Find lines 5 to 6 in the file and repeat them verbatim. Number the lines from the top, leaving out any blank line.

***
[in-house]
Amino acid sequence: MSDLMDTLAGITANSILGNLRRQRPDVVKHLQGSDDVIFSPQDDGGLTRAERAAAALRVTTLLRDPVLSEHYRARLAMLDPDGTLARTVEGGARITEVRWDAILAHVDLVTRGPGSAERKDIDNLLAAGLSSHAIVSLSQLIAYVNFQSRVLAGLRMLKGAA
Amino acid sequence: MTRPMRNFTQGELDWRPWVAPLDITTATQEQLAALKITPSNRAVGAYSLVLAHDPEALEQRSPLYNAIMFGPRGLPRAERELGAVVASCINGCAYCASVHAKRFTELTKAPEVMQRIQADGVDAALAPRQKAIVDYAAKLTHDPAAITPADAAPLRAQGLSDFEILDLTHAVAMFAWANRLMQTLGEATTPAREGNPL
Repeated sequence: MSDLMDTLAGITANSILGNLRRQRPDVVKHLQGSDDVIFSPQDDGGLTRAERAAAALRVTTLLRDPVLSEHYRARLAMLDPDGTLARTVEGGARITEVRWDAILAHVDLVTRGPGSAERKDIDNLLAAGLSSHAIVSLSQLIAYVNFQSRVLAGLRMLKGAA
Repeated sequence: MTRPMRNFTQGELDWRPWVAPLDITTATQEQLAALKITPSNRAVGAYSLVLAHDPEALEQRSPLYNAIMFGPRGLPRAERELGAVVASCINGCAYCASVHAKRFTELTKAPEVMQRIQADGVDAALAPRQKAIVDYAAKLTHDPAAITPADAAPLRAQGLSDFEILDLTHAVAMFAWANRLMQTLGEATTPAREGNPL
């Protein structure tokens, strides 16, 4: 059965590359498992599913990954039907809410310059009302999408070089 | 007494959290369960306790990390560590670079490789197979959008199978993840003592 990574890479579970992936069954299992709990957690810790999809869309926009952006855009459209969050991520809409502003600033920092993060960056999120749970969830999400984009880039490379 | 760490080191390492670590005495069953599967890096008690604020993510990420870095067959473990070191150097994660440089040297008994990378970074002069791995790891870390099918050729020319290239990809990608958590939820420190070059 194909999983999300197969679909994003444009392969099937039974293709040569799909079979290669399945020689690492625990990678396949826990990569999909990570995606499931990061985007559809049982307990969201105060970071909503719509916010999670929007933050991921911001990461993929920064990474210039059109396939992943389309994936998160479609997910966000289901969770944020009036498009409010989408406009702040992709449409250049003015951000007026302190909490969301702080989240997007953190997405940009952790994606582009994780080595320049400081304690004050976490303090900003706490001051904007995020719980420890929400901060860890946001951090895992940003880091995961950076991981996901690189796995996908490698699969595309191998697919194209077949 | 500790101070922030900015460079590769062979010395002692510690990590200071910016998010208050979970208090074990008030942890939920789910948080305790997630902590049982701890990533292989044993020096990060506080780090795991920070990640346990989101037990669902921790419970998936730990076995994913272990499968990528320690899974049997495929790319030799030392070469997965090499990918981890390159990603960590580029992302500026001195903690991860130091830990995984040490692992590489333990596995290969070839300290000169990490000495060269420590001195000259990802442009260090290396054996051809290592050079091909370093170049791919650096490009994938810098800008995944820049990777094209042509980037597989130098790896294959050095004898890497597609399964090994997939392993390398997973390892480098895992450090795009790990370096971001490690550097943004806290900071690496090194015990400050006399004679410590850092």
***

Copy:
Repeated sequence: MTRPMRNFTQGELDWRPWVAPLDITTATQEQLAALKITPSNRAVGAYSLVLAHDPEALEQRSPLYNAIMFGPRGLPRAERELGAVVASCINGCAYCASVHAKRFTELTKAPEVMQRIQADGVDAALAPRQKAIVDYAAKLTHDPAAITPADAAPLRAQGLSDFEILDLTHAVAMFAWANRLMQTLGEATTPAREGNPL
């Protein structure tokens, strides 16, 4: 059965590359498992599913990954039907809410310059009302999408070089 | 007494959290369960306790990390560590670079490789197979959008199978993840003592 990574890479579970992936069954299992709990957690810790999809869309926009952006855009459209969050991520809409502003600033920092993060960056999120749970969830999400984009880039490379 | 760490080191390492670590005495069953599967890096008690604020993510990420870095067959473990070191150097994660440089040297008994990378970074002069791995790891870390099918050729020319290239990809990608958590939820420190070059 194909999983999300197969679909994003444009392969099937039974293709040569799909079979290669399945020689690492625990990678396949826990990569999909990570995606499931990061985007559809049982307990969201105060970071909503719509916010999670929007933050991921911001990461993929920064990474210039059109396939992943389309994936998160479609997910966000289901969770944020009036498009409010989408406009702040992709449409250049003015951000007026302190909490969301702080989240997007953190997405940009952790994606582009994780080595320049400081304690004050976490303090900003706490001051904007995020719980420890929400901060860890946001951090895992940003880091995961950076991981996901690189796995996908490698699969595309191998697919194209077949 | 500790101070922030900015460079590769062979010395002692510690990590200071910016998010208050979970208090074990008030942890939920789910948080305790997630902590049982701890990533292989044993020096990060506080780090795991920070990640346990989101037990669902921790419970998936730990076995994913272990499968990528320690899974049997495929790319030799030392070469997965090499990918981890390159990603960590580029992302500026001195903690991860130091830990995984040490692992590489333990596995290969070839300290000169990490000495060269420590001195000259990802442009260090290396054996051809290592050079091909370093170049791919650096490009994938810098800008995944820049990777094209042509980037597989130098790896294959050095004898890497597609399964090994997939392993390398997973390892480098895992450090795009790990370096971001490690550097943004806290900071690496090194015990400050006399004679410590850092």